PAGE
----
When it comes to planning a wedding, the options are infinite whether it’s selecting dresses, venues, photographers or centerpieces. After all, it’s a lucrative business that can turn hopeless romantics into helpless victims.
BBB | Greater Maryland has received hundreds of inquires about wedding-related services over the past year with reports of vendors breaking their vows.
One of the biggest priorities for a bride is finding the perfect wedding gown. BBB reminds brides to start shopping early for a gown. It takes approximately 2-4 months for a wedding gown to arrive, but start shopping at least 6-8 months prior to the wedding and allow time for alterations or unplanned circumstances. Be knowledgeable about the shop’s cancellation/return policy before you place your order and pay with a credit card for extra protection.
Bridal shop scams include substituting lower-priced gowns for designer gowns or selling used gowns at full price. If you have a special designer in mind, it’s important to go directly to the designer to find authorized sellers. Bridal magazines can also be a great source of information about designers and gown availability.
A wedding usually has an array of flowers, so you’ll want to choose a reputable florist who understands your vision. Again, it’s important to plan ahead. Ask friends, visit bridal shows, check with BBB and remember your budget. Visit three different florists, ask to see sample arrangements, not just for style, but to check freshness, scale and gather ideas. Speak with floral designers about what you can expect.
While a wedding can put a hole in your pocket, look for places to save money; a little effort can add up to big savings. Table linens, napkins, dishes, glassware etc., are sometimes included in the caterer’s contract, but make sure! Upgrades in linens and silver can be costly, so watch the bottom-line. Ask if the caterer offers a package that includes the wedding cake. Always ask for a food tasting before the wedding and get a clear time table outlining when courses will be served to keep your reception on track.
Bridal season schemes reported by consumers include the “referral for kickback” trick in which brides believe they are getting qualified referrals from wedding vendors for the complimentary services, when the referrals are driven by the “highest bid” for the referral. On the other hand, there is the “nickel and dime” scheme in which the bride receives the “final bill” in which, for example, the chair cover fees from the rental company included an additional $2 fee for ironing the covers and tying them to the chairs!
During this stressful time, soon-to-be husbands and wives are looking for wedding vendors that will enhance their special day, especially when it comes to remembering it. BBB suggests interviewing prospective photographers and/or videographers and requesting to see past work. Obtain a list of their previous clients and contact them personally. Don’t forget to research all costs such as albums and reprints, which could be a part of a package deal or à la carte pricing. Most importantly, be sure to find out how long it takes to develop and deliver proofs. Unethical photographers may try to hold photos hostage in hopes of getting more money from newlyweds.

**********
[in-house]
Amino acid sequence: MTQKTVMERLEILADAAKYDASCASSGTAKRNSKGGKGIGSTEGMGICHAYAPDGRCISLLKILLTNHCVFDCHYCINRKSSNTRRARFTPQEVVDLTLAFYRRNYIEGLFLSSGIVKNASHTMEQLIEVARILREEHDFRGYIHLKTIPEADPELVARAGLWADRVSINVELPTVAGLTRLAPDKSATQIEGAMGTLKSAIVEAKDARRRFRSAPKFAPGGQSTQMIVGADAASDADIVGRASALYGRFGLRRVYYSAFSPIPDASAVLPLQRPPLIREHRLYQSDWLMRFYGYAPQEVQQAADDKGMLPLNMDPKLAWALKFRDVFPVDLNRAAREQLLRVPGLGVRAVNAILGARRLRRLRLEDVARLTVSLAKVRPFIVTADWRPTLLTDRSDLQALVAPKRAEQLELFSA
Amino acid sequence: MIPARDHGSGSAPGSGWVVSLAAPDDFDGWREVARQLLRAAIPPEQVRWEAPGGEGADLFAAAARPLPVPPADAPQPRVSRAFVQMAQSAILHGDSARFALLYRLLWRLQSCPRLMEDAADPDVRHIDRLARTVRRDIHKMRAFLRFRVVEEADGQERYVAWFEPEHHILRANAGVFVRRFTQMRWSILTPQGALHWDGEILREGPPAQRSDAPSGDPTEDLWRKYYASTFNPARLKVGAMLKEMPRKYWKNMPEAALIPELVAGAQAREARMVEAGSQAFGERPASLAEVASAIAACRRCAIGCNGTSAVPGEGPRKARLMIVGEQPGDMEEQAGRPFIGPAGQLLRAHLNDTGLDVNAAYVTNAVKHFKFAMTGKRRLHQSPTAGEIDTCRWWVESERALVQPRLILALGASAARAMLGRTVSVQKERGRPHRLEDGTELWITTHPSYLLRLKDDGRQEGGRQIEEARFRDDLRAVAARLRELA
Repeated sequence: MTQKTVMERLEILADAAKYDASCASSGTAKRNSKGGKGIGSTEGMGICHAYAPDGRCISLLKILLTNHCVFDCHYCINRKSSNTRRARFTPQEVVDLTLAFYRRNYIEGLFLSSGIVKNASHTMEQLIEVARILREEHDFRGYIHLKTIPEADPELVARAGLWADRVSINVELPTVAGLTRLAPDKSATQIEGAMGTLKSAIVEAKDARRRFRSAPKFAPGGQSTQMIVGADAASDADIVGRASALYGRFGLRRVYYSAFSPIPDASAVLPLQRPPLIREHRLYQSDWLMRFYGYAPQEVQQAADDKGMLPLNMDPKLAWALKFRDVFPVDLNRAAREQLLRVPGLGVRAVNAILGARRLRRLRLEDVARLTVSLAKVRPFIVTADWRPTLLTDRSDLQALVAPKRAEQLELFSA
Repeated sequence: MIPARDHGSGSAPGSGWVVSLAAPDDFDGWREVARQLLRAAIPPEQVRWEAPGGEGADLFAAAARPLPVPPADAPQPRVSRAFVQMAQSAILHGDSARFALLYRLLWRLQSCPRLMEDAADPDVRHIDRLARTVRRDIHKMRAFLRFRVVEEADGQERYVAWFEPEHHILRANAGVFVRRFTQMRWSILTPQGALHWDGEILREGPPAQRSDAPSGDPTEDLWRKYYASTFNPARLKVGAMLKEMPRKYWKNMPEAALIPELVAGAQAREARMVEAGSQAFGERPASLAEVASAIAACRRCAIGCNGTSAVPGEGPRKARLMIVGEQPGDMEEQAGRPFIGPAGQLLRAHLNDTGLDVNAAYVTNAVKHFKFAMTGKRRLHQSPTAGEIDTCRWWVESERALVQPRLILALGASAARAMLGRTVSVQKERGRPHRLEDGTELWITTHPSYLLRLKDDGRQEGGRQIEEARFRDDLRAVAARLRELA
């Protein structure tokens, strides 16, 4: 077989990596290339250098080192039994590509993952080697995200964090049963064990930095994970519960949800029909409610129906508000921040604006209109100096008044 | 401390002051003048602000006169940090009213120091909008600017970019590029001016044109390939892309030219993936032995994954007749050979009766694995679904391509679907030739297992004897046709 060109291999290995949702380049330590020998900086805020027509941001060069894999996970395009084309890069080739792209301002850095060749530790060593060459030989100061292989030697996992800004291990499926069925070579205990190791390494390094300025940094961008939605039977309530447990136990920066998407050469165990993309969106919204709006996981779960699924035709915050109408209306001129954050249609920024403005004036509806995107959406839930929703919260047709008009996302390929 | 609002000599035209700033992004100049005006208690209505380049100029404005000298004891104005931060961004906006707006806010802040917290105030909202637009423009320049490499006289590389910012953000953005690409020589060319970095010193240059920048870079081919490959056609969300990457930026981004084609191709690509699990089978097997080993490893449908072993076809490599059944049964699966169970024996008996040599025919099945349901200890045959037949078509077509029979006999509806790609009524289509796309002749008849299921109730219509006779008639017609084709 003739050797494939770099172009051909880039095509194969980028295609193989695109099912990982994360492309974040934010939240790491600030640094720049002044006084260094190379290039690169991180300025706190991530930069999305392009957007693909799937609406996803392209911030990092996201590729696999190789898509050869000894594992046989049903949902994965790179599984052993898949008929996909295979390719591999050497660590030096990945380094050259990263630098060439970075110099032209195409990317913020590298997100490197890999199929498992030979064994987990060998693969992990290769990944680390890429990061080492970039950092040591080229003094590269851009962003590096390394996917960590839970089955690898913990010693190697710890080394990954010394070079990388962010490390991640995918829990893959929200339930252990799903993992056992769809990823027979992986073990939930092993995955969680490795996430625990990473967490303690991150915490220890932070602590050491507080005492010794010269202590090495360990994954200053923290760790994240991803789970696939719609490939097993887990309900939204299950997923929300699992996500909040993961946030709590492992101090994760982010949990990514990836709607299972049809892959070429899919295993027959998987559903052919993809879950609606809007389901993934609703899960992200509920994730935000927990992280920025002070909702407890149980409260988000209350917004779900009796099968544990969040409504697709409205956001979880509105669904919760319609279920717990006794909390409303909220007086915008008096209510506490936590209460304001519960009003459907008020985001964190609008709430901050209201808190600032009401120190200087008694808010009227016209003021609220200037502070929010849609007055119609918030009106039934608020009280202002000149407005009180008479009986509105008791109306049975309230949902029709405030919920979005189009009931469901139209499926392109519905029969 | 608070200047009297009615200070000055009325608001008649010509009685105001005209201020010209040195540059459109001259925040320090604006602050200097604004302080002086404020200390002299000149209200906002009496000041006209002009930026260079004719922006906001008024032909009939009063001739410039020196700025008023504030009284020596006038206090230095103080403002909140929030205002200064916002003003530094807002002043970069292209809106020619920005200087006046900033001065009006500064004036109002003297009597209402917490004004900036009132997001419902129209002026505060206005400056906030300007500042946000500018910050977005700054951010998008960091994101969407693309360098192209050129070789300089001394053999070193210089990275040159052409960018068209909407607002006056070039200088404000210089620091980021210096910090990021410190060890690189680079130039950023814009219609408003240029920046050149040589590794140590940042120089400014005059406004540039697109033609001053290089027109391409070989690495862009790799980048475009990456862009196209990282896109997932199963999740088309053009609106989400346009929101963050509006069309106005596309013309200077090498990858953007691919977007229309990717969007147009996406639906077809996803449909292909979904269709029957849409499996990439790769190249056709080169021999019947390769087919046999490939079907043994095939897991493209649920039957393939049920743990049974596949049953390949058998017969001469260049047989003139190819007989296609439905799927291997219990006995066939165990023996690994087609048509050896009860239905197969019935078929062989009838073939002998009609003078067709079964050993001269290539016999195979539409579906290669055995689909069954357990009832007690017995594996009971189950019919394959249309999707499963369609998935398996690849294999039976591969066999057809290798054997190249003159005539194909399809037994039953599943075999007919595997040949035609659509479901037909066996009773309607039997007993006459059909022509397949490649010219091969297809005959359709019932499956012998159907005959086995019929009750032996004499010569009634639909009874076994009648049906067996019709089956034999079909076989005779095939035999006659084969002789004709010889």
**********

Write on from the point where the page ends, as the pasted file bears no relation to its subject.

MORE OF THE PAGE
During the planning process, a couple may find refuge from wedding stress when planning the honeymoon. BBB recommends all reservations be made in the bride’s maiden name to avoid a problem with conflicting forms of personal identification. Many travel advisors recommend expensive jewelry, such as an engagement ring, be left at home or in a safe deposit box. Make plans to take a credit card as debit cards are not generally an acceptable form of payment for car rentals and hotel rooms. Make a copy of credit card, passport and phone numbers and in case of loss or theft of your wallet or passport.
With all the services and products needed for a wedding, parents and couples can help protect their event with wedding insurance. According to a 2010 study conducted by Travelers Insurance, almost half of all wedding claims were a result of vendor or venue problems. Reports included vendors failing to provide contracted services and vendors that went belly-up.
Wedding insurance can also protect consumers against weather-related problems, alteration dilemmas, travel delays and more. According to the Insurance Information Institute, insurance will cost $125 to $400 depending on the amount of coverage. Check for claim limits and deductibles when comparing policies. Some vendors have insurance, as do credit card companies, so double check and only protect what’s not covered.
BBB offers these additional tips before you walk down the altar:
- Require a written contract from every vendor and keep your receipts. Contracts should include dates, products, itemized prices, etc., and inform all the parties involved of the terms and agreements.
- Know the policy. In case of a cancellation, you need to know your rights. The contract should include the cancellation policy as well as any refunds and/or returns on deposits made. If they are not included, insist that they are added before signing the contract.
- Make small deposits. Usually deposits are non-refundable, but what if you have a change of heart? Or need to cancel? If you make small deposits or payments, you won’t lose as much and can put your savings towards another must have for the wedding.
- Plan ahead. Whether it means getting an insurance policy on the wedding (before paying deposits on services to cover all expenses), scheduling extra delivery time before the big day or setting a budget that fits your needs, utilize all of your resources to keep the stress to a minimum.
- Check customer satisfaction and find trustworthy photographers, caterers, florists, limousine companies, bridal shops, travel companies and more at www.bbb.org.